The US destoryer USS John S. McCain lies at anchor at Tien Sa port in the central costal city of Danang on August 10, 2010. The warship has been sent to the Asia-Pacific region as tensions mount over North Korea's saber-rattling.

A second guided-missile destroyer is being deployed to the Asia-Pacific region, US officials confirmed Tuesday.

The USS Decatur, which provides ballistic missile defense options, will join the USS John McCain, which was deployed on Monday, Reuters reported. No further details were given.

The news comes as tensions mount in the Korean Peninsula over the North's escalating threats. Also on Tuesday, North Korea said it planned to reopen its nuclear facilities, including the Yongbyon reactor.

While Agence France-Presse reported that the United States had also deployed a radar called the Sea-based X-band Radar (SBX) to the ocean east of Japan, citing a Pentagon official, other officials told Reuters no definite decisions had been made.

The Pentagon official, who spoke to AFP anonymously, said the move was a "routine deployment" that was "not in relation to current events." The radar would be used to track incoming missiles as part of a missile defense system.

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UN Secretary General Ban Ki-moon said on Tuesday that the North Korea crisis has "already gone too far."

"Nuclear threats are not a game. Aggressive rhetoric and military posturing only result in counter-actions, and fuel fear and instability," he said at a news conference, according to NBC News.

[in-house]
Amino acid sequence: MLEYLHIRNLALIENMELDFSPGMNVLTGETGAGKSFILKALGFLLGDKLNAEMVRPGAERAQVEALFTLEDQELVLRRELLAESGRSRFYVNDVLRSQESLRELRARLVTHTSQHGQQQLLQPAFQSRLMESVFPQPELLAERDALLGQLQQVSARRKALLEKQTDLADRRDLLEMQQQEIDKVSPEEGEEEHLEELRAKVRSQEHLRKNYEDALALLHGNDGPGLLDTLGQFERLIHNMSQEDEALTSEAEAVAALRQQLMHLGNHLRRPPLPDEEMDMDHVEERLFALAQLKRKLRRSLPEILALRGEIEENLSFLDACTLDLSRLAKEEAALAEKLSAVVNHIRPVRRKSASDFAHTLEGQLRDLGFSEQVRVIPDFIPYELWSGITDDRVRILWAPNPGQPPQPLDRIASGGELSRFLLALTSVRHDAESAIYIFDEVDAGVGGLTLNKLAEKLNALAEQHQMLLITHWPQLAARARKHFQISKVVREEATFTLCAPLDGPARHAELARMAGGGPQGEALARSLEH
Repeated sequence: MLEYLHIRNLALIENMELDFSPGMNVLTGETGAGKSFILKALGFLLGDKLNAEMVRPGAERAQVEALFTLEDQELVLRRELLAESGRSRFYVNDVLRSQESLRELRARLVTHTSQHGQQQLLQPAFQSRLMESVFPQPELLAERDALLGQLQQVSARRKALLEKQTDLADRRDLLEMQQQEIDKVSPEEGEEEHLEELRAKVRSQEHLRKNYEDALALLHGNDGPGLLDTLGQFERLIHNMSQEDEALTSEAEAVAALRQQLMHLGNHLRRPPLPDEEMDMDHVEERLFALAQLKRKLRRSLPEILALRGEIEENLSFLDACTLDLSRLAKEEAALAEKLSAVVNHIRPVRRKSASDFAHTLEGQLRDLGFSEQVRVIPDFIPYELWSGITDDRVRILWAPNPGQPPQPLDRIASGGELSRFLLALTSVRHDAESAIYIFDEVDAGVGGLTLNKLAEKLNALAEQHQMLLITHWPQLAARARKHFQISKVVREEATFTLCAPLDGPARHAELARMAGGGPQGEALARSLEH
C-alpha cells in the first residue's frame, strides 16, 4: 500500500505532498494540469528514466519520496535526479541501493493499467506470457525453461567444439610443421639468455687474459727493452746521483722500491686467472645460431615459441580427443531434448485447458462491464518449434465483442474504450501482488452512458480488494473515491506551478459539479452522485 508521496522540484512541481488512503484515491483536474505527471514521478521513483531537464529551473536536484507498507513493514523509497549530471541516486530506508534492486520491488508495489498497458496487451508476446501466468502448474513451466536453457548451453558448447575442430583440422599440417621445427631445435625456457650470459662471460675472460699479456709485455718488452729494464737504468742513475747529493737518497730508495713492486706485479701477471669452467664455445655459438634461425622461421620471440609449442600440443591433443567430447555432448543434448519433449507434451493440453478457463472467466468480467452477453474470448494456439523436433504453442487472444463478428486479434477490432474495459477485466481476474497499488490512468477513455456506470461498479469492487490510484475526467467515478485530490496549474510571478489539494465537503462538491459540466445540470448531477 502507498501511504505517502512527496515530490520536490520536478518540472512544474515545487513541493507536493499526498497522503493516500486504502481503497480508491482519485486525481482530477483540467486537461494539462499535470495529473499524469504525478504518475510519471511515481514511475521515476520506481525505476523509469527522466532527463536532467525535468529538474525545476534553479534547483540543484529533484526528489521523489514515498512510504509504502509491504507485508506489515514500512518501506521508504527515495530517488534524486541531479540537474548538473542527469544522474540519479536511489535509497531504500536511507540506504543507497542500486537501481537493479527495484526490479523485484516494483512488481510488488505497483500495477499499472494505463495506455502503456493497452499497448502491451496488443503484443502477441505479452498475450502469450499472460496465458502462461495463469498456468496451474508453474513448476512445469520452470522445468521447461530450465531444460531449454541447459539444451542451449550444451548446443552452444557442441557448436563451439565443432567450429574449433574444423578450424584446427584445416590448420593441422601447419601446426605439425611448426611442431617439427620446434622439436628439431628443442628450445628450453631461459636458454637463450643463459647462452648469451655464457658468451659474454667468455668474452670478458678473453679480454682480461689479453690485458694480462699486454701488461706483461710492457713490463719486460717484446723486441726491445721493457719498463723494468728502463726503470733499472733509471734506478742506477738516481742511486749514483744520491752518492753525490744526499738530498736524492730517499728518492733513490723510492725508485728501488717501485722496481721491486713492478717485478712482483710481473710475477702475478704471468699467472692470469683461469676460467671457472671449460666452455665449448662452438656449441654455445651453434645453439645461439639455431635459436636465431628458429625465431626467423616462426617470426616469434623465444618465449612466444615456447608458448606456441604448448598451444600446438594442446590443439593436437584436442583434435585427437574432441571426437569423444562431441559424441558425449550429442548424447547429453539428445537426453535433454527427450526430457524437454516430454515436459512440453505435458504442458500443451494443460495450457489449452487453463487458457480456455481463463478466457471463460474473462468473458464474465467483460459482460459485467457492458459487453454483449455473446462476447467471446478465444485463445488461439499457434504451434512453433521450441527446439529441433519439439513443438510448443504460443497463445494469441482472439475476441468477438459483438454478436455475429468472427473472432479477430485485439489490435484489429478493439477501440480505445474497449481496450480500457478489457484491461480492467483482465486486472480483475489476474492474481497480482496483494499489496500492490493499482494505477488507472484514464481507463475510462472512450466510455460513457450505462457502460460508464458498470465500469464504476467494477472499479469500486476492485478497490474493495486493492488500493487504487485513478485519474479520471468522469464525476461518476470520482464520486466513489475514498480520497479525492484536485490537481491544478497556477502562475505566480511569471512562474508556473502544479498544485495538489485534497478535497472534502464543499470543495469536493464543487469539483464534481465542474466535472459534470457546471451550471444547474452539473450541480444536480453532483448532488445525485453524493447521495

Ban offered to facilitate peace talks.

Secretary of State John Kerry held a joint press conference with South Korean Foreign Minister Yun Byung-Se on Tuesday, and said the United States was prepared to hold talks if North Korea showed that it was serious about dialogue.

"We have no ambitions there. We want a community of nations," Kerry said, adding that in contrast the North operates gulags, holds thousands of political prisoners, and starves its people to build a nuclear program.

Kerry reiterated that the US would defend itself and its ally, South Korea.

Even the North's big brother China seems tired of Kim Jong Un's threats. China has not criticized the United States for flying B-2 and F-22 stealth jets in joint exercises with South Korea because it sees the US' presence as a necessary deterrent to the North, a Chinese military expert told Reuters.

Deployment of the F-22 Raptor stealth fighters was part of a joint military exercise the United States is conducting with South Korea, called "Foal Eagle," which is scheduled to last until April 30.

Reuters noted that the United States is attempting to walk a fine line between avoiding provoking North Korea and reassuring allies in Seoul and Tokyo that it is ready to respond to any moves from Pyongyang.

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